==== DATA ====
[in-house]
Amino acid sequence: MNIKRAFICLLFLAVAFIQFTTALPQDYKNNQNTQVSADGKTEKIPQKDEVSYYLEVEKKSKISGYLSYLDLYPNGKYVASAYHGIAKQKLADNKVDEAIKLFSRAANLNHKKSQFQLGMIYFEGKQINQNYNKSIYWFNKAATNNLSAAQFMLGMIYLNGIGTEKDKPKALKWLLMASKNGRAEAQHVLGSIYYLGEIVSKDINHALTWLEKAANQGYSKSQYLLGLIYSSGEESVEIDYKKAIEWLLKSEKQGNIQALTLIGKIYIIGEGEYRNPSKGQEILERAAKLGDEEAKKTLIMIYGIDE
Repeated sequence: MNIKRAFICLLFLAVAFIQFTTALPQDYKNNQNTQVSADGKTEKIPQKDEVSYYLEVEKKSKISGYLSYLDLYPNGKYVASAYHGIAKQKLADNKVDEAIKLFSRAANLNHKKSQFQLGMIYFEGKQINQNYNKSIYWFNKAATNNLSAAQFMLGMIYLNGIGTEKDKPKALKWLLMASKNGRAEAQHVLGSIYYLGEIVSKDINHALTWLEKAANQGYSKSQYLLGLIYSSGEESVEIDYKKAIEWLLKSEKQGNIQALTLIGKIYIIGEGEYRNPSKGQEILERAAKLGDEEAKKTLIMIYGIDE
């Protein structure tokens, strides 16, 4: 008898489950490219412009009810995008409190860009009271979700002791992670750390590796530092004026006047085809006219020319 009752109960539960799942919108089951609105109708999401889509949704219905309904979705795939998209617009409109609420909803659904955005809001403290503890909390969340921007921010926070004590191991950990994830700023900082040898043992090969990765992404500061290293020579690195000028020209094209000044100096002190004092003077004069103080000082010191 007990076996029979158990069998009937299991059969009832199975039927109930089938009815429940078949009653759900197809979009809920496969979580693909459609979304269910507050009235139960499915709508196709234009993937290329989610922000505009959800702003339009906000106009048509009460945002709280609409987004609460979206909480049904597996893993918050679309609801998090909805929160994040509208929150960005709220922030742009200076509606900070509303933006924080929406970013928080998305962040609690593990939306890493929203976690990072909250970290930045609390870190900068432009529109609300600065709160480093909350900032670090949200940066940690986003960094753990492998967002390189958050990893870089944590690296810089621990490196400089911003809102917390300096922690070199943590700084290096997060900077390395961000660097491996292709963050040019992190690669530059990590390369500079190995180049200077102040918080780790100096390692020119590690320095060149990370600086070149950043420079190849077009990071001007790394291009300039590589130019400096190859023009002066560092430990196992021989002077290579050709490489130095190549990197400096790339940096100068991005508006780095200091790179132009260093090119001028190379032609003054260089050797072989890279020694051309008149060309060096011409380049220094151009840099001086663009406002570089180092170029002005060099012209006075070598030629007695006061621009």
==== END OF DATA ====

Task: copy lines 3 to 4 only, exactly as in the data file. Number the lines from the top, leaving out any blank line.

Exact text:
Repeated sequence: MNIKRAFICLLFLAVAFIQFTTALPQDYKNNQNTQVSADGKTEKIPQKDEVSYYLEVEKKSKISGYLSYLDLYPNGKYVASAYHGIAKQKLADNKVDEAIKLFSRAANLNHKKSQFQLGMIYFEGKQINQNYNKSIYWFNKAATNNLSAAQFMLGMIYLNGIGTEKDKPKALKWLLMASKNGRAEAQHVLGSIYYLGEIVSKDINHALTWLEKAANQGYSKSQYLLGLIYSSGEESVEIDYKKAIEWLLKSEKQGNIQALTLIGKIYIIGEGEYRNPSKGQEILERAAKLGDEEAKKTLIMIYGIDE
């Protein structure tokens, strides 16, 4: 008898489950490219412009009810995008409190860009009271979700002791992670750390590796530092004026006047085809006219020319 009752109960539960799942919108089951609105109708999401889509949704219905309904979705795939998209617009409109609420909803659904955005809001403290503890909390969340921007921010926070004590191991950990994830700023900082040898043992090969990765992404500061290293020579690195000028020209094209000044100096002190004092003077004069103080000082010191 007990076996029979158990069998009937299991059969009832199975039927109930089938009815429940078949009653759900197809979009809920496969979580693909459609979304269910507050009235139960499915709508196709234009993937290329989610922000505009959800702003339009906000106009048509009460945002709280609409987004609460979206909480049904597996893993918050679309609801998090909805929160994040509208929150960005709220922030742009200076509606900070509303933006924080929406970013928080998305962040609690593990939306890493929203976690990072909250970290930045609390870190900068432009529109609300600065709160480093909350900032670090949200940066940690986003960094753990492998967002390189958050990893870089944590690296810089621990490196400089911003809102917390300096922690070199943590700084290096997060900077390395961000660097491996292709963050040019992190690669530059990590390369500079190995180049200077102040918080780790100096390692020119590690320095060149990370600086070149950043420079190849077009990071001007790394291009300039590589130019400096190859023009002066560092430990196992021989002077290579050709490489130095190549990197400096790339940096100068991005508006780095200091790179132009260093090119001028190379032609003054260089050797072989890279020694051309008149060309060096011409380049220094151009840099001086663009406002570089180092170029002005060099012209006075070598030629007695006061621009």